The Daily News story was published after Grieco had confirmed he had filed a petition to the court asking for Dunbar to be able to travel out of state. As part of Dunbar’s bond agreement he had initially been told he could not travel out of the state.

The state of Florida did not file an objection, indicating the request was likely to be approved, though that was before the Daily News story.

Baker had a similar petition approved recently.

Florida state District Attorney Alex Urruela was quoted earlier in the day saying the state was continuing to review the case and he cited new evidence as among the reasons no trial date has yet been set.

“A decision to file or decline charges in this matter has not been finalized,” he was quoted by legal analyst Daniel Wallach of The Athletic via Twitter. “We are examining with acid scrutiny ‘new’ evidence as it potentially appears. I cannot comment further on specifics.”


Dunbar recently added a second lawyer to go along with the Miami-based Grieco, also bringing on Michael D. Weinstein, which some wondered if that meant he was anticipating that the case was not going to be dropped.

But Grieco told The Times earlier in the week that was not an indication of anything regarding the progress of the case, specifically.

“Mr. Weinstein and I are colleagues, and I asked him to join the team,” Grieco said. “He is certainly value added, as two experienced heads are better than one, and four experienced eyes are better than two.”

Dunbar officially pleaded not guilty to four first-degree felony counts of armed robbery on May 19 following the alleged incident.

Shortly after the initial charges, Grieco presented sworn affidavits from witnesses changing their story and attesting to Dunbar’s innocence and said he hoped the statements would compel the state to not go forward with the case.

“We are literally providing evidence of innocence,” Grieco told The Times in May.


However, Broward County assistant state attorney Aaron Passy indicated at the time that he questioned the veracity of the affidavits.

At a bond hearing in May, Passy called the affidavits “suspect” and said it was at least worth wondering if the four witnesses who changed their story “were receiving death threats or offers or bribes.”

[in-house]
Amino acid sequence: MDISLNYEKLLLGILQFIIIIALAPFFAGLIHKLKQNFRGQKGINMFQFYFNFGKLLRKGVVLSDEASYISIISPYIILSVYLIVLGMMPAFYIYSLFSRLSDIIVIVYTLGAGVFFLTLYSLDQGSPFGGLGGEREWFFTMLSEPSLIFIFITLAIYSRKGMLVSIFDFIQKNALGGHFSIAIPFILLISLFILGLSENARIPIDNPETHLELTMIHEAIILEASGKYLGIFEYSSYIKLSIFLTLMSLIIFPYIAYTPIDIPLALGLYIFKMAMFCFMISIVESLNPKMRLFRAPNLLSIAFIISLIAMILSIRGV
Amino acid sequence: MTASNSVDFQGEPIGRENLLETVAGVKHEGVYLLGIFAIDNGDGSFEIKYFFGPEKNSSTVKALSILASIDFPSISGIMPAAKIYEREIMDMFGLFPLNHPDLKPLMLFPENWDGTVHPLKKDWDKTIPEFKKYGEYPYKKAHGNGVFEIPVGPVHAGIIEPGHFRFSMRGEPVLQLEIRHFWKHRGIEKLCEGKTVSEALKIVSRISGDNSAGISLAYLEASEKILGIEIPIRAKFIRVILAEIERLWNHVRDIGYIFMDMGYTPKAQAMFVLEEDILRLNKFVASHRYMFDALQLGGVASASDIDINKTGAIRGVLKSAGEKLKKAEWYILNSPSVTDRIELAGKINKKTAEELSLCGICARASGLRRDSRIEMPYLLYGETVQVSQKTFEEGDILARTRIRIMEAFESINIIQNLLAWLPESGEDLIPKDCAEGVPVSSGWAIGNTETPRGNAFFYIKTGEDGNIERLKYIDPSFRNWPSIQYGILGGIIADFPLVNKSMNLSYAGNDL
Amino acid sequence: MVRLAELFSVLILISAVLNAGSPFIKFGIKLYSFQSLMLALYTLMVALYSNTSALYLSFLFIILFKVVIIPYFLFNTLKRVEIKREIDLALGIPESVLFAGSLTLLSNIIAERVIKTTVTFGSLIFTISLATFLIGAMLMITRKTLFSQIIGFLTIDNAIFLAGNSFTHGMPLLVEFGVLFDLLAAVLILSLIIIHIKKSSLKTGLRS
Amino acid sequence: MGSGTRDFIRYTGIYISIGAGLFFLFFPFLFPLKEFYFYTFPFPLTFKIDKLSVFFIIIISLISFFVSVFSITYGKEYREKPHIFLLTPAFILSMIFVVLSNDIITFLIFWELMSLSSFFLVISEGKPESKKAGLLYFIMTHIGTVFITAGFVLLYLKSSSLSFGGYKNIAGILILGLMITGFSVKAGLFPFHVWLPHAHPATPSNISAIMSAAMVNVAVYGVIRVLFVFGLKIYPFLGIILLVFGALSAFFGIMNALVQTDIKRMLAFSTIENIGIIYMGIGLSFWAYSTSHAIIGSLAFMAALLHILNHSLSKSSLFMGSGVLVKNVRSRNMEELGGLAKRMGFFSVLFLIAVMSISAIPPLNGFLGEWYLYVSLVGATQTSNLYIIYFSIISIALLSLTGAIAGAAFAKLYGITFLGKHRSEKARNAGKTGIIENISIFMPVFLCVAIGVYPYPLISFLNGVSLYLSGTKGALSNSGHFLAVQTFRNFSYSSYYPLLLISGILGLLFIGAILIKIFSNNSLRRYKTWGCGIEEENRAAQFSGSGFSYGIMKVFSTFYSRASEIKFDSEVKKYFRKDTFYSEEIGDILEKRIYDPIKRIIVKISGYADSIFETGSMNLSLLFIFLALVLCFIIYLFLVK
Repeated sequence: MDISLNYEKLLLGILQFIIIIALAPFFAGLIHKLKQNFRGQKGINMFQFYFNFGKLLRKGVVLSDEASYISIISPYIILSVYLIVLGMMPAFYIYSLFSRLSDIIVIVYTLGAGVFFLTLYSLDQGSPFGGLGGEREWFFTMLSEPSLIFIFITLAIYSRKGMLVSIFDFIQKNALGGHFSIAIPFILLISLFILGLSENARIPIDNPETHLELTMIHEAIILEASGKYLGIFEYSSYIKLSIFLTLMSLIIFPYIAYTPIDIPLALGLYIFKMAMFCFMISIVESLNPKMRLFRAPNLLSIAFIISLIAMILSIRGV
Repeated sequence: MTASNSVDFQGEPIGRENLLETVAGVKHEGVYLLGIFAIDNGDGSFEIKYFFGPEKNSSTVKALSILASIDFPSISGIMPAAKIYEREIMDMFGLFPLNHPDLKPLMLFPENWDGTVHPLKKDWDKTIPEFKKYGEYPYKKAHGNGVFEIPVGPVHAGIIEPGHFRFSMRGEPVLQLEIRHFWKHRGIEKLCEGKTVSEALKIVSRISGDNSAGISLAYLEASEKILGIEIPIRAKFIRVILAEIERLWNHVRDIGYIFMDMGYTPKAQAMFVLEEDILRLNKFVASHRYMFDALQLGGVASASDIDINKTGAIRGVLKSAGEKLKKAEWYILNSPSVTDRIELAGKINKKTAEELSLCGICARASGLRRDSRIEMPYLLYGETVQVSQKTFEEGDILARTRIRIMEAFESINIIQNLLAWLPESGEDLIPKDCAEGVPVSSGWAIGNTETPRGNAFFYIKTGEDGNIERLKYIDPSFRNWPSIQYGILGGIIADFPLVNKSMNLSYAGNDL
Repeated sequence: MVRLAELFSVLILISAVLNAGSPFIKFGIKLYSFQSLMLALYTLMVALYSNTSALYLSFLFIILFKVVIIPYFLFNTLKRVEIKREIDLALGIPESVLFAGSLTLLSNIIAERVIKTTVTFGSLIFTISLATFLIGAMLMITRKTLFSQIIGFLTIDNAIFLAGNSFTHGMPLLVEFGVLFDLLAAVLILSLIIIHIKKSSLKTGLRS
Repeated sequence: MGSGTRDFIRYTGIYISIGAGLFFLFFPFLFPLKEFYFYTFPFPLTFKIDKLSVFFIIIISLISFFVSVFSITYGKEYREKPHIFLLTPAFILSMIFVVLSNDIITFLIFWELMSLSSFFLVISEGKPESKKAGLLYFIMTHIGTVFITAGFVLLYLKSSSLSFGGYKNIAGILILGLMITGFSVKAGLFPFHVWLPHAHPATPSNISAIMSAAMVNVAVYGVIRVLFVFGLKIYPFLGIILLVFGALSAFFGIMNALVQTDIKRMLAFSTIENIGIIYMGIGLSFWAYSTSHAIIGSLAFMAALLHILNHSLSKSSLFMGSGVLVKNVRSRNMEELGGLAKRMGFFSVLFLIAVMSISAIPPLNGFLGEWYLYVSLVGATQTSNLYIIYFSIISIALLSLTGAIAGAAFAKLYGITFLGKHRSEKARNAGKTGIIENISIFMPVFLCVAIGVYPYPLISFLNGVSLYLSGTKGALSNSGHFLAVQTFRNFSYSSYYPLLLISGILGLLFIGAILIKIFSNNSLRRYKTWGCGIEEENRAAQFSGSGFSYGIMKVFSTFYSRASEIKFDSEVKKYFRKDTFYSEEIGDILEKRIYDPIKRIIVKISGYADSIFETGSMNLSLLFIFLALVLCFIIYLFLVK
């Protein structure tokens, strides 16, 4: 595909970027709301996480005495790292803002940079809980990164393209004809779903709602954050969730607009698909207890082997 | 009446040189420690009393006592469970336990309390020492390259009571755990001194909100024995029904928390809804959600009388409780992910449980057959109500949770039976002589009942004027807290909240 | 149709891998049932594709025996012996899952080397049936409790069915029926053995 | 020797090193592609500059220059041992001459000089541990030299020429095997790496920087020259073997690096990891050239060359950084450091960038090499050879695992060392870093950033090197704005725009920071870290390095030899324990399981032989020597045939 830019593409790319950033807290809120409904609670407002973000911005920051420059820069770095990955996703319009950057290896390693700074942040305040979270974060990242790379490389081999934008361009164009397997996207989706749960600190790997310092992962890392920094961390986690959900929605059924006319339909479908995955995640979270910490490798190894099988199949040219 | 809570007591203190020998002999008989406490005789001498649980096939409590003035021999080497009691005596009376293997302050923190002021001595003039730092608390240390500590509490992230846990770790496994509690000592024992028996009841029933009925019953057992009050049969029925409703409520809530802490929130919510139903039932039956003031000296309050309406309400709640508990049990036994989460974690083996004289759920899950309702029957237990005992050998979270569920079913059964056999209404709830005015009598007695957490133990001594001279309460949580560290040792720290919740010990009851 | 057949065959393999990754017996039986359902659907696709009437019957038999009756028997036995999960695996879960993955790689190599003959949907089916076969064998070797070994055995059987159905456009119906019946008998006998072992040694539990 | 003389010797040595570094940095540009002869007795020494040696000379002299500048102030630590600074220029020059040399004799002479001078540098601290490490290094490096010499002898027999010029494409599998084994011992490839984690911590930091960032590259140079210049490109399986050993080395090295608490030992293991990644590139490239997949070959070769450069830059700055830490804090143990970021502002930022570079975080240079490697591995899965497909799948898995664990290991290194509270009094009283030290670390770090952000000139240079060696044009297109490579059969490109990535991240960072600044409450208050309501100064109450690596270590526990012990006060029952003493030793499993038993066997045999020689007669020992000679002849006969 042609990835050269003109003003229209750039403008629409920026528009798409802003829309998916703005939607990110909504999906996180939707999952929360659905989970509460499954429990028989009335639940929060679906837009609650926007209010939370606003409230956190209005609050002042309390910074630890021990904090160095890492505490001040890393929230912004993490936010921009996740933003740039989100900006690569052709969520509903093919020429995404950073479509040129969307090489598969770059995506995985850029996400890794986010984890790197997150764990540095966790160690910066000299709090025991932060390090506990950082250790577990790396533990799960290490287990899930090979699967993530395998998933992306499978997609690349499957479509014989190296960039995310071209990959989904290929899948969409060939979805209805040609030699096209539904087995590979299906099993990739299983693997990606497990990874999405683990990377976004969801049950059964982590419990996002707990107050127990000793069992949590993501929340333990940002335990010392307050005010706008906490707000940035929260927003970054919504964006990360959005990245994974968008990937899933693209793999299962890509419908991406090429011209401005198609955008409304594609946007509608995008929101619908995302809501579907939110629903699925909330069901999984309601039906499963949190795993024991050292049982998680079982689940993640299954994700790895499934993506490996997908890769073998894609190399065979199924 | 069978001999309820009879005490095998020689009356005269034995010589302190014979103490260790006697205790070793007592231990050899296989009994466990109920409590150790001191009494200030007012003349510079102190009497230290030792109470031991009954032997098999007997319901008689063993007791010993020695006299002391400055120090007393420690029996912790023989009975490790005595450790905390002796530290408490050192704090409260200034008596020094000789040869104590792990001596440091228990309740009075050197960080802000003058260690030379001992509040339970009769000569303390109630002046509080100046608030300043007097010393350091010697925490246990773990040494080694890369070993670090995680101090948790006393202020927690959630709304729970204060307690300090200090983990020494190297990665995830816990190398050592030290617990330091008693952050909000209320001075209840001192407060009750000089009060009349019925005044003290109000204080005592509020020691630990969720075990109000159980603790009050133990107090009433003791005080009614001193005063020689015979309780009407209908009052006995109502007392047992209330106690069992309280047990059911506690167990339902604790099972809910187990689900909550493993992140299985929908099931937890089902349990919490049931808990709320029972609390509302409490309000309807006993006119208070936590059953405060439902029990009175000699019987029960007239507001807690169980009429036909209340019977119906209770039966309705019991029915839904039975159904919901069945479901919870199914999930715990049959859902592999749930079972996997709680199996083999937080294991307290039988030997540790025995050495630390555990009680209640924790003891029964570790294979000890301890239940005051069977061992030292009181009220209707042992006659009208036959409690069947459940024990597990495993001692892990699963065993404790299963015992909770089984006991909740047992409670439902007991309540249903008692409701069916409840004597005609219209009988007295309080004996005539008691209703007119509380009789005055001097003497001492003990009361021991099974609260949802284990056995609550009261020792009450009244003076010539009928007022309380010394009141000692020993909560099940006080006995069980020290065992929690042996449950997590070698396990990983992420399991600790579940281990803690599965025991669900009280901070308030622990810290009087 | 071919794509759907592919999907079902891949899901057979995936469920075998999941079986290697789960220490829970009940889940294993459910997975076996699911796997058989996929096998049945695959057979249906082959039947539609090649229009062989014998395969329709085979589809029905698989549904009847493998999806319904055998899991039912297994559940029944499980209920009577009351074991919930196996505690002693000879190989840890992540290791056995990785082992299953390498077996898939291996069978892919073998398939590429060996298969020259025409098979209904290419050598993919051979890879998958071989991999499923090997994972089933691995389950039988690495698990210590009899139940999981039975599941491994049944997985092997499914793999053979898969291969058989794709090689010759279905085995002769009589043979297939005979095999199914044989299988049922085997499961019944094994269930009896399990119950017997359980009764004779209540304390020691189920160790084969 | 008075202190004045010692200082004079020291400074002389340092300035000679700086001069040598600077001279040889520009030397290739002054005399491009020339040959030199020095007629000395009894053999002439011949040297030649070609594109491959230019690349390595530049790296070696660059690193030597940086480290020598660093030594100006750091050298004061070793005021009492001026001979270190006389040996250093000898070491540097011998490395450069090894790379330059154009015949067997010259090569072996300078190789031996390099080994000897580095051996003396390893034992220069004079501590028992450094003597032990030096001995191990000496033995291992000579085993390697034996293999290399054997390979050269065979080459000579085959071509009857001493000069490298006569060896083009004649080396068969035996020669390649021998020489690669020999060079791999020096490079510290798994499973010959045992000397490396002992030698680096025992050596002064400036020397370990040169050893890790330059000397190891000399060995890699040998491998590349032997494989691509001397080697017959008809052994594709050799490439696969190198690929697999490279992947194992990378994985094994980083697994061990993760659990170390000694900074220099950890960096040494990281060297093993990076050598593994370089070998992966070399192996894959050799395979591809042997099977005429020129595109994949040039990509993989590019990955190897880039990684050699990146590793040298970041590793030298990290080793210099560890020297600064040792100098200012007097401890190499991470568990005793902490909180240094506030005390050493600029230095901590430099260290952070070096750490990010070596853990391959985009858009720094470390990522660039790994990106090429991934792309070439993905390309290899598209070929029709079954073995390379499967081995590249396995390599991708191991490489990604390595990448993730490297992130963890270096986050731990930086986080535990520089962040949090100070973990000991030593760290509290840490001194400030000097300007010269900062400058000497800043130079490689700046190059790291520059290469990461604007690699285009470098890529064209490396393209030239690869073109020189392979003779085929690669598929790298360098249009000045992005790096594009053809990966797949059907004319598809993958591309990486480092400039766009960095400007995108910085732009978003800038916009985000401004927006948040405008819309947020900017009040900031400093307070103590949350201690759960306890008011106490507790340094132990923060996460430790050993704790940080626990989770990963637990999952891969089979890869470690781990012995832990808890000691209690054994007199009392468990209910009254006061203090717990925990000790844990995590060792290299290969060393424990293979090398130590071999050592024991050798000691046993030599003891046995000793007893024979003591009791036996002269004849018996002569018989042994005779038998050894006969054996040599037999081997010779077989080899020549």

Grieco denied that assertion at the time, saying the affidavits were signed “in the presence of a notary. This was not some back alley. This was in my office.”

The Daily News story Friday recounted Instagram messages from Johnson, who was mentioned in the initial police report and referred to as “Coach” — the police report stated that he said he knew Dunbar and Baker since they were children — detailing how he helped coerce the witnesses to change their story in exchange for the payments.

The Daily News quoted an alleged Instagram message from Johnson writing that he made the same people who “said they got robbed come in and say them Boys ain’t have nothing to Do with it.”

The 27-year-old Dunbar played the previous five seasons with Washington before his trade to Seattle, which came in part because he had threatened to hold out as he sought a new contract from the team.


The Seahawks would save $3.4 million against the salary cap if Dunbar were released. It had been expected he would replace Tre Flowers as the team’s starting right corner. Flowers would likely move back to that role if the team were to cut Dunbar, or if he were to be suspended by the NFL for any length of time.

Because of travel restrictions due to the COVID-19 outbreak, NFL teams held all offseason activities virtually. After initially taking a few days away from Seattle’s following the arrest, Dunbar returned to take part fully from Florida.

“He is back and participating with us,” Seattle coach Pete Carroll said in June. “We’ll see what happens with that.”